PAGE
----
Savannah Electric

The Savannah Electric Company was founded in December 1901. The following year they purchased the Edison Electric Illuminating Company of Savannah. Stone and Webster Management Association was hired from Boston to manage the daily operations of the Savannah Electric Company. The group was renowned for its management of electrical utilities and managed utility companies all over the Southeast. The Savannah Electric Company became responsible for powering the trolley cars, street lights, and homes throughout the city. Within a few years, they were serving over 3,400 customers. Engineers from Stone & Webster came to Georgia in April 1912 to construct a new power station for the city of Savannah.

The metal-clad expansion was added in a 1950s renovation.

Engineers selected a site located on the edge of the Savannah River, in the shadow of the Talmadge Memorial Bridge. Riverside Power Plant began operation on October 31, 1912, and was fully completed by April 1913. Riverside was originally built for the Savannah Power Company. They sold electricity to the Savannah Electric Company from 1912 to 1921. The companies merged in 1921 into the Savannah Electric and Power Company.

The main atrium inside Riverside Power Plant.
Another view of the main atrium and front entrance to Riverside Power Plant.

The kitchen revolution of refrigerators, ovens, and toasters after the Great Depression fueled the need for more electricity. With the city growing, the invention of air conditioning provided relief to the sweltering summer heat in Savannah. Riverside went under several updates in 1926, in the 1930s, and again in the 1950s. Riverside was the sole provider of power for Savannah in the 1950s. Local demand increased, and the growth of nearby military bases put a strain on the aging station. In 1958, Savannah Electric opened a second plant nearby, at Port Wentworth, to ease the burden.


19443027742_a5839808e1_k.jpgSkyrocketing oil prices and political instability in the Middle East put a strain on the electric industry during the 1970s. Riverside Power Plant workers went on strike in 1975 for higher wages. Utility companies were challenged to find alternative energy that was less costly and more reliable. Savannah Electric began a fuel conversion program in 1977, which included the construction of a third plant in 1979.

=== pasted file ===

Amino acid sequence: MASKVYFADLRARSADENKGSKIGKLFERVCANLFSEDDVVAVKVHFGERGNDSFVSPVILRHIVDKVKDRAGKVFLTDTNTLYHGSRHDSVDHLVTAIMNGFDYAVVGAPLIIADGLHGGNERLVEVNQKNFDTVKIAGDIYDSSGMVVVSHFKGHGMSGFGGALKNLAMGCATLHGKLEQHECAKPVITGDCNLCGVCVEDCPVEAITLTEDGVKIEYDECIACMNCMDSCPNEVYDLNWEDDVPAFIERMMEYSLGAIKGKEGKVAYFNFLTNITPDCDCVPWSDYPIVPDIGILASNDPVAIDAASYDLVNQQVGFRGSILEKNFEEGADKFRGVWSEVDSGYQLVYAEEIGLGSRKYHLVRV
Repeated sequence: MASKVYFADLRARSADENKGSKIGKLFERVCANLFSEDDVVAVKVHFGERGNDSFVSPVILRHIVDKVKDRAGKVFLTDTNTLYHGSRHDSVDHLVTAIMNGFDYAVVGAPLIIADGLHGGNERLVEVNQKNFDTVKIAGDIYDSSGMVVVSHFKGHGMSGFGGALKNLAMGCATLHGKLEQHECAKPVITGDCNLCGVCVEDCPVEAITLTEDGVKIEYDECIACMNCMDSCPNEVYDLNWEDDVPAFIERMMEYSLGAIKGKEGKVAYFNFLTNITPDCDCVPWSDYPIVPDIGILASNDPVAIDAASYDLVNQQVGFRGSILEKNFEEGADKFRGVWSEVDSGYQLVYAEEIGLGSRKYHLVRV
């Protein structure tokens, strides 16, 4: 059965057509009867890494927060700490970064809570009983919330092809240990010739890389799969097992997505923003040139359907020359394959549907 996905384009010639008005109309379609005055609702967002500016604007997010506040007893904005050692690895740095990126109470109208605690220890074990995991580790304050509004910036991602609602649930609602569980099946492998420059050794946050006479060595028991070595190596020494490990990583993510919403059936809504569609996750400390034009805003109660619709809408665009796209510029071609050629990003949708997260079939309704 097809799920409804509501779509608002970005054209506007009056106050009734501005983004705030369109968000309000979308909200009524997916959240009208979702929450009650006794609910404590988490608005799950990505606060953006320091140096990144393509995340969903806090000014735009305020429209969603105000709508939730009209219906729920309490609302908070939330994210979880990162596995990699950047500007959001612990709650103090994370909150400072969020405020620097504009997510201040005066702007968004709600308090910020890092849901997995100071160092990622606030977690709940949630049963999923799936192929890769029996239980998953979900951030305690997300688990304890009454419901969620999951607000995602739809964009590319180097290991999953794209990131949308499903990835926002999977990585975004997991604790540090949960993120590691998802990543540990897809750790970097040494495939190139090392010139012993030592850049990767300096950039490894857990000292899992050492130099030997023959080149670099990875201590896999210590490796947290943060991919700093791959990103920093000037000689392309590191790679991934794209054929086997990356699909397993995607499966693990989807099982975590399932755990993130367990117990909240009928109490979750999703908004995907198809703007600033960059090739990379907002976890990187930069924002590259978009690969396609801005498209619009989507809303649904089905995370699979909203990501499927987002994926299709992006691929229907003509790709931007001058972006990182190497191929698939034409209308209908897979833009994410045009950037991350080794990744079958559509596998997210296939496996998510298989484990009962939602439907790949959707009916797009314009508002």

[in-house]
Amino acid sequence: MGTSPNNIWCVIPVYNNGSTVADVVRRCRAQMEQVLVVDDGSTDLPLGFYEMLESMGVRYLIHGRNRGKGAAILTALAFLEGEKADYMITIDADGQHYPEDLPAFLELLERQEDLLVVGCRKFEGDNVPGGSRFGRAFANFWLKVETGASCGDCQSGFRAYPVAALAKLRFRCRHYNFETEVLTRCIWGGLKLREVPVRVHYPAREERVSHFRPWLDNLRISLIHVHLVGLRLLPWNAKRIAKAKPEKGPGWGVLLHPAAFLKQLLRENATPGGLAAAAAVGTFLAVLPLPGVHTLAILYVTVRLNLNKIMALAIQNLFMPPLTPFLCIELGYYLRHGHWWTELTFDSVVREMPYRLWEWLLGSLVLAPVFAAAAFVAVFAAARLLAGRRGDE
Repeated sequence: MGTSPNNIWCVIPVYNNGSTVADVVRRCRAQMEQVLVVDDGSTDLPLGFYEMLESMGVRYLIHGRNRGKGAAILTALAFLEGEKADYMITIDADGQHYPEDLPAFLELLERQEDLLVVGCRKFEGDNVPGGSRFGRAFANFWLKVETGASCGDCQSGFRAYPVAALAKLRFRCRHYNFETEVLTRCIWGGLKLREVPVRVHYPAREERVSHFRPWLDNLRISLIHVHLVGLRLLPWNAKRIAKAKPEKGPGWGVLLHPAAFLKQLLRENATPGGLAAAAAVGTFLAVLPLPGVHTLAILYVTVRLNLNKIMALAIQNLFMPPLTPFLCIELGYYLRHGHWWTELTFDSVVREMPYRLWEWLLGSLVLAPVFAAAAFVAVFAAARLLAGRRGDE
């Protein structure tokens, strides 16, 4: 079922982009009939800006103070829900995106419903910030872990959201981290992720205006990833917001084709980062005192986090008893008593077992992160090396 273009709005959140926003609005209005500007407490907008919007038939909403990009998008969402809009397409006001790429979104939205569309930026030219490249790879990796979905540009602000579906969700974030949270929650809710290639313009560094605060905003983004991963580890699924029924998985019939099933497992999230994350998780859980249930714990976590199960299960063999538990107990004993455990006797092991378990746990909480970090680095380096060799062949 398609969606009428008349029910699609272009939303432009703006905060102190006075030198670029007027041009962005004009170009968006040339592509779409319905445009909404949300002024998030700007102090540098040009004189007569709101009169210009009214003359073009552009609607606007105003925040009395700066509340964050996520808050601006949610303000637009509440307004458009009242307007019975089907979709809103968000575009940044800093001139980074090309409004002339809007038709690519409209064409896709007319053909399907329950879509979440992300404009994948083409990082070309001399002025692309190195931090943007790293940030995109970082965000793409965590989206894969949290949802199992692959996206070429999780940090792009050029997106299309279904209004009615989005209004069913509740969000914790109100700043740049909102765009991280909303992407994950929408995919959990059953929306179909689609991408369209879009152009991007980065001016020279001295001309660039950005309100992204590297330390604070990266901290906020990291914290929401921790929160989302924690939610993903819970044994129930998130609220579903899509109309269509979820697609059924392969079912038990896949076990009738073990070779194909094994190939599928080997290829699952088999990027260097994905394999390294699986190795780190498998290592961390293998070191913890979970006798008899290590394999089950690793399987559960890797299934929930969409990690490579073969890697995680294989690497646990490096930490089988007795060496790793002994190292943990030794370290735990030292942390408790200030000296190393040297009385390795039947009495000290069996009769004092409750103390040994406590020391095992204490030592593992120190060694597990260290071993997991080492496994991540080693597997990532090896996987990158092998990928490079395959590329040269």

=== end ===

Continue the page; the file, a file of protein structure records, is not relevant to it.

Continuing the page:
Without the turbines and generators, the multiple levels are easily visible inside.
Light reflects off pools of water inside.

In 1988, Savannah Electric merged with Southern Company becoming a part of one of the largest, most successful utility systems in the United States. Savannah Electric was often able to offer its customers savings on fuel rates during times of increasing natural gas and rising power plant fuel costs.

The basement walls of the plant are discolored from iron deposits that have filtered through.

Riverside Power Plant was slowly taken offline beginning in early 2000. The plant was finally decommissioned in June 2005. For the next 5 years, a skeleton crew operated Riverside as contractors removed asbestos and dismantled the steam turbines. In 2006, Southern Company announced Savannah Electric and their sister company, Georgia Power would merge. The asbestos abatement was completed in 2010. However, Georgia Power was unsure of what to do with the power plant and left it abandoned. Due to fire and heat danger, asbestos-containing materials were used extensively in the construction of power plants prior to 1980. Asbestos insulation was used in fire doors, around conduits, and inside the machinery itself. An unknown number of power plant workers and engineers were exposed to high levels of asbestos while working at Riverside.